04 They encourage teamwork wavebreakmedia/Shutterstock
When you’re on a sports league, teamwork is the name of the game. “Playing on a team is deeply motivating because you really want to show up and play well, not just for yourself, but also for teammates who are counting on you,” says Conochan.
And this skill can translate to many other aspects of life. "Teamwork on the court teaches us how to work together off the court,” Dr. Joshua Klapow, Ph.D., clinical psychologist and host of
, tells Mic. “As much as these may be ‘game skills,’ they are critical goal attainment skills that we need in work, in relationships, and in life.” The Kurre and Klapow Show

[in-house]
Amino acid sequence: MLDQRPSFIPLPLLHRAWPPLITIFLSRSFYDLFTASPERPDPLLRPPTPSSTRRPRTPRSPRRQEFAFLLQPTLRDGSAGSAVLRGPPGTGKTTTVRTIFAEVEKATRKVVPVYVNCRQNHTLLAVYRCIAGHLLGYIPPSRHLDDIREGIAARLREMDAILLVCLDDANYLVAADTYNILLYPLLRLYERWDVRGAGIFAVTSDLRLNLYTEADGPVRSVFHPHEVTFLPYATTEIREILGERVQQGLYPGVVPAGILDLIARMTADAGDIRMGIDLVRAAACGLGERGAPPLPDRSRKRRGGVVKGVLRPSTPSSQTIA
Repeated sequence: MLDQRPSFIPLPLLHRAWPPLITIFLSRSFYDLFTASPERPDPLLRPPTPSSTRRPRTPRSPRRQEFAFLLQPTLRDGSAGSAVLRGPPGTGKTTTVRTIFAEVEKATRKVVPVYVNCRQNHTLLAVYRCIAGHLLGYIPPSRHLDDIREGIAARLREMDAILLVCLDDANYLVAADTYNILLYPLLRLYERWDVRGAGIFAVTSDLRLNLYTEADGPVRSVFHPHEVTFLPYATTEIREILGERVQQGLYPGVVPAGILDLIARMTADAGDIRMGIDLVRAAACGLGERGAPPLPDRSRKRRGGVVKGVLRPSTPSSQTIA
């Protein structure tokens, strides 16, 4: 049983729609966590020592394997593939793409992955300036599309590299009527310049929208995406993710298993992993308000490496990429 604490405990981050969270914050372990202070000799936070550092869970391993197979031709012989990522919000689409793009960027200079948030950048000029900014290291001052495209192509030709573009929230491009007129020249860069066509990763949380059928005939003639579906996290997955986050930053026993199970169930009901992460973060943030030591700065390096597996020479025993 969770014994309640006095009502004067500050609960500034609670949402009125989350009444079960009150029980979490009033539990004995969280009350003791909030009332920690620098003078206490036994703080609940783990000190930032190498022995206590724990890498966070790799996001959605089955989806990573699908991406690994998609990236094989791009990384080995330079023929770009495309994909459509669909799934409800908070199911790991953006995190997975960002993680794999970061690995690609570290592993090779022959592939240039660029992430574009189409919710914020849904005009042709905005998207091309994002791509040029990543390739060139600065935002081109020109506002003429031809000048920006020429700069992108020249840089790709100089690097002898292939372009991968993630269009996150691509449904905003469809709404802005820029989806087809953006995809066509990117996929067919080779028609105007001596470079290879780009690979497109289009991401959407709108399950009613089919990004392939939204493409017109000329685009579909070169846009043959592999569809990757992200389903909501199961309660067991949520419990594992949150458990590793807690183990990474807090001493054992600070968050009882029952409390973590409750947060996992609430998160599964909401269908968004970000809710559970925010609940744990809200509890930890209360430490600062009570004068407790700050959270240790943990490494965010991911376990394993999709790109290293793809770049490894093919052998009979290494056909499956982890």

When you decide to pass to your teammate during a basketball game, it emphasizes the importance of working with others in your brain — a great tool to have next time you need to help your colleagues on a project or back someone up in a big meeting.
05 They increase your confidence
Even if you’re naturally self-conscious, rusty at the sport you’ve chosen, or intimidated by other team members, the more you play,
the more confident you’ll become. As you go to more games and practices, “Your inhibitions will diminish and your confidence will increase,” says Dr. Klapow.
It helps that you likely won't be playing with total pros; Conochan notes that leagues are typically made up of players at the same level. “The last thing we want is for people to feel intimidated,” she explains. “We see what someone wants out of their group sports experience and make sure to find the perfect fit.”